Hurricane Irma destroyed everything in its path when it struck the British Virgin Islands. But a local IB World School started a community outreach programme to help those affected
“Time took on a surreal quality with a sense of distortion and disorientation, on 6 September 2017 when Hurricane Irma hit,” says Anna Kinkead, Primary Years Programme (PYP) Teacher at Cedar International School, British Virgin Islands.
“There was uncertainty for many people as we did not know if we would be able to satisfy basic needs such as food, water and safety. Some businesses were damaged beyond repair and information was hard to come by. The real shock, though, was seeing the devastation of 90 per cent of houses, and thousands of cars and boats. Military aid arrived soon after so there was a war-like feel”.
Hurricane Irma wrecked staff and students’ homes. “Some students even had to find shelter in bathrooms during the storm, fearing for their lives,” says Kinkead.
The campus had limited power and no running water, but reopened 27 days later with different community outreach programmes to help reestablish a sense of normality and support local people.
The Hospital Outreach group researched healthy diets for dialysis patients, then delivered food and hygiene packages to patients, while the Shelters and Shut-Ins group prepared and delivered meals for residents of shelters.
“Students were curious about how they could help the island recover and they generated their own ideas to form the different service groups,” says Kinkead.
Stray animals had became a problem after the animal shelter was destroyed so a group of students worked with PAW, a local organization, to bathe dogs in preparation for them to be evacuated overseas. They raised funds to help cover costs incurred.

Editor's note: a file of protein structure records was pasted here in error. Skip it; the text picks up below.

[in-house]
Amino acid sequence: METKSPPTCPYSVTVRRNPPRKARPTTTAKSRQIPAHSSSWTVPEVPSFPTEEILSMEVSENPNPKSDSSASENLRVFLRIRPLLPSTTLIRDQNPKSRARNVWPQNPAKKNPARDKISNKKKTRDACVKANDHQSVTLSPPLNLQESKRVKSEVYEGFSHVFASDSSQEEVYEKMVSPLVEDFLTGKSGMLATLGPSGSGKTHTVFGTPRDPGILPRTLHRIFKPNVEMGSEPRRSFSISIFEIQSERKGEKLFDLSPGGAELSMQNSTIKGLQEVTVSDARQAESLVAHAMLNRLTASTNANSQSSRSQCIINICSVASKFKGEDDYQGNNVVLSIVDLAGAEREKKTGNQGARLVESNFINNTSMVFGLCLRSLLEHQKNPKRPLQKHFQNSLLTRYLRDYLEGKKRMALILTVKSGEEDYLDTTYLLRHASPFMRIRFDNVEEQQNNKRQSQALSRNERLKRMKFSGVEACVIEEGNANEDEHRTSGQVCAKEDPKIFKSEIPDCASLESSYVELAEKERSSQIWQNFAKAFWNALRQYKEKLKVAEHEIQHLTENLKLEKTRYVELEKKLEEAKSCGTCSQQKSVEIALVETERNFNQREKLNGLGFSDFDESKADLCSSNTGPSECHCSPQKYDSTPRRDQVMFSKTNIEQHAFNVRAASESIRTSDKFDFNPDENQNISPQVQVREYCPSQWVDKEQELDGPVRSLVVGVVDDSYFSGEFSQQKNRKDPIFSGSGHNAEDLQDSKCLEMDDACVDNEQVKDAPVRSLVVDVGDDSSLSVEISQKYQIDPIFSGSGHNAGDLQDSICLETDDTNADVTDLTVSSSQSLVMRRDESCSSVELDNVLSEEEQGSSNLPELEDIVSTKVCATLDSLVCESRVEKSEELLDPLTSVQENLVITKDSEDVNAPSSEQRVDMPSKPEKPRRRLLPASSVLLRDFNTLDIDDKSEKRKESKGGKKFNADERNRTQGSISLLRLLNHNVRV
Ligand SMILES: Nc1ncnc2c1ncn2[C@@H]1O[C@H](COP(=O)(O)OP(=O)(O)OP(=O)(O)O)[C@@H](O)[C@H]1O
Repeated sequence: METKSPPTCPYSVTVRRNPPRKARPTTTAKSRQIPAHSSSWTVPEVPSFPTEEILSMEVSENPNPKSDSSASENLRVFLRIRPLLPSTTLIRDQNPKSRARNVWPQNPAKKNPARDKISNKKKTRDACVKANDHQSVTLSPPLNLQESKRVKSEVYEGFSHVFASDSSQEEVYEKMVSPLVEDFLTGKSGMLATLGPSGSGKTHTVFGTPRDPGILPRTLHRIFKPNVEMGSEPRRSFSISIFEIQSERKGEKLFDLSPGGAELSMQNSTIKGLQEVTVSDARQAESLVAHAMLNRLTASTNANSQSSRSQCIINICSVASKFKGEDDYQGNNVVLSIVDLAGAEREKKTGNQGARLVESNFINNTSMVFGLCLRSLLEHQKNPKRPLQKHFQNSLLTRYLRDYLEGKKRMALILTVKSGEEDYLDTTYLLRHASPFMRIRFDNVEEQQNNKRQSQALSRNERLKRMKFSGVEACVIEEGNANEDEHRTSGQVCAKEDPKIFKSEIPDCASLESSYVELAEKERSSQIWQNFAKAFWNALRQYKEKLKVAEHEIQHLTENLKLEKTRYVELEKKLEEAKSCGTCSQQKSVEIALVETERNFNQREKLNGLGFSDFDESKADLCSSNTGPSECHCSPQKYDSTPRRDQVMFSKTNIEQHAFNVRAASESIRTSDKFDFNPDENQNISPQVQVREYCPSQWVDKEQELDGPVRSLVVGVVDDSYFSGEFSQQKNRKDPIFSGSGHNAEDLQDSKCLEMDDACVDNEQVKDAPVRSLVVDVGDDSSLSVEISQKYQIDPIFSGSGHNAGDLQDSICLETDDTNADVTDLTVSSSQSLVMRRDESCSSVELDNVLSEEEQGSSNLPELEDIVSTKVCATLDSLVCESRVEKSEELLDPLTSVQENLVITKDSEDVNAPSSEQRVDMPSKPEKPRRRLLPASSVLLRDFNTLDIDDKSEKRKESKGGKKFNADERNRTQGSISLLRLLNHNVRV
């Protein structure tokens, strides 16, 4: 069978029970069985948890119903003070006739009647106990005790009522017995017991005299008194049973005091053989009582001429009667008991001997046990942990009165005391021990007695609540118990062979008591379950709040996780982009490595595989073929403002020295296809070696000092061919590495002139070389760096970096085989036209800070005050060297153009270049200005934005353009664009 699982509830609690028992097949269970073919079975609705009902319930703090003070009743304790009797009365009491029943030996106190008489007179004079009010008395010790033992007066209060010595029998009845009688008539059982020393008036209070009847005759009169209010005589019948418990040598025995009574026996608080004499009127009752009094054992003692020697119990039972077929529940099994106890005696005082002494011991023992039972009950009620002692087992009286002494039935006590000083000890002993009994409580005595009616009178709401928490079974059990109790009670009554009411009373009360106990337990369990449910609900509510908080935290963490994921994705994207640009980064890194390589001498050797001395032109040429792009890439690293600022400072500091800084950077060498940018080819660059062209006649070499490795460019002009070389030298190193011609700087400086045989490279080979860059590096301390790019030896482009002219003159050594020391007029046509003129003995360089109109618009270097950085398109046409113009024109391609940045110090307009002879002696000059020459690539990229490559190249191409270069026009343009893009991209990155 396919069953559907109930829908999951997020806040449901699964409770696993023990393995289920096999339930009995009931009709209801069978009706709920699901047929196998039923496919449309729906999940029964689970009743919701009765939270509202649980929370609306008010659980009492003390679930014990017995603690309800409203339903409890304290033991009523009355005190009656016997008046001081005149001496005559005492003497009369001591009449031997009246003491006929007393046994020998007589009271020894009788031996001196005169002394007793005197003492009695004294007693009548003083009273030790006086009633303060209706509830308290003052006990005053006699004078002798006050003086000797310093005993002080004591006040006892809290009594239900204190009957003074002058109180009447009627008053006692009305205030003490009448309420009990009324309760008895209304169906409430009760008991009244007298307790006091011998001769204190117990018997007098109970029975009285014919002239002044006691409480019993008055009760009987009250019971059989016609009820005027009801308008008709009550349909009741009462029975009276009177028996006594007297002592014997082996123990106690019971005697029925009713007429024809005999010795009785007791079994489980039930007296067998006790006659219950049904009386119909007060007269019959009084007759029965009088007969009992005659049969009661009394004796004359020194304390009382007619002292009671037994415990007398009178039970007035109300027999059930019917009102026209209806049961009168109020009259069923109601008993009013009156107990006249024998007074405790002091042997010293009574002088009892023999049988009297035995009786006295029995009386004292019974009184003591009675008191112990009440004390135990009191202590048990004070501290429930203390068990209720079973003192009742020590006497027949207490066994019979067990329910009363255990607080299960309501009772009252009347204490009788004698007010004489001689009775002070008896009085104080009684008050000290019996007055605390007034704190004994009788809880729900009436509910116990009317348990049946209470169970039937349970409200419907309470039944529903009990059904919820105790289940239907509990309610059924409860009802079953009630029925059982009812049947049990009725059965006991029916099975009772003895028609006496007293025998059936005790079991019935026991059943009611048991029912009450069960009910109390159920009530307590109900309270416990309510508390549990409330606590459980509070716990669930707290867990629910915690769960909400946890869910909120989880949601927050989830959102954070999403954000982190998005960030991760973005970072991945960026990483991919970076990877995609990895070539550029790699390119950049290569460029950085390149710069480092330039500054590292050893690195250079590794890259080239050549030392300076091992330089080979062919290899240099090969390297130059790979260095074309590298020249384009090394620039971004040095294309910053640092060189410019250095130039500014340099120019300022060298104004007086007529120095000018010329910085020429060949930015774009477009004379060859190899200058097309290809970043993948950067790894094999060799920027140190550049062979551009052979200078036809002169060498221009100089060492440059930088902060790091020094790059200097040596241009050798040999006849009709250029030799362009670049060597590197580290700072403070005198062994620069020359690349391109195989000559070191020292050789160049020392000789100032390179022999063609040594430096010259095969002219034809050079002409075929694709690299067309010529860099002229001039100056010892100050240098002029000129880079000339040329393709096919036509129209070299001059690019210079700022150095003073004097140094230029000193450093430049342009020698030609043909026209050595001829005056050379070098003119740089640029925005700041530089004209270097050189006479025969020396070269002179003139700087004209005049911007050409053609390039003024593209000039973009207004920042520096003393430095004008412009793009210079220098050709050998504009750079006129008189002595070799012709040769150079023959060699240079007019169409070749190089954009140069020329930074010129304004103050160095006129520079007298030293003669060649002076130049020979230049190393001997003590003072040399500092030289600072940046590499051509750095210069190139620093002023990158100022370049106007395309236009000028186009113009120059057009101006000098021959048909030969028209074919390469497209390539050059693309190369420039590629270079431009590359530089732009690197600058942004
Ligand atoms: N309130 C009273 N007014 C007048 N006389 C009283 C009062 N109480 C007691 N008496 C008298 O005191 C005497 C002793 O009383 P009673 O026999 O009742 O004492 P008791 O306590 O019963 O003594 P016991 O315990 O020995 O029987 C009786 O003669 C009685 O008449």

There was also immediate work to do on campus to make the school operational, so other groups focused on cleaning up debris, replanting the garden and clearing local beaches. Many of the projects will be continued as creativity, activity, service (CAS) and used in the PYP exhibition.
Despite the trauma experienced by students during the storm, the aftermath offered a huge opportunity for learning. One student said: “Using what we have learned at school until now, we have put our skills into action during Hurricane Irma. It was not easy going through it, but we have made progress and are still working hard to bring back our true island.”
Kinkead adds: “Just over five months on, not everyone here has power, but the level of human connection and support has been overwhelming.”
This article is part of a series of stories from IB World magazine that bring to life the wonderful initiatives undertaken by IB students and educators from around the globe. Follow these stories on Twitter @IBorganization #IBcommunitystories. Share your great stories and experiences: email firstname.lastname@example.org.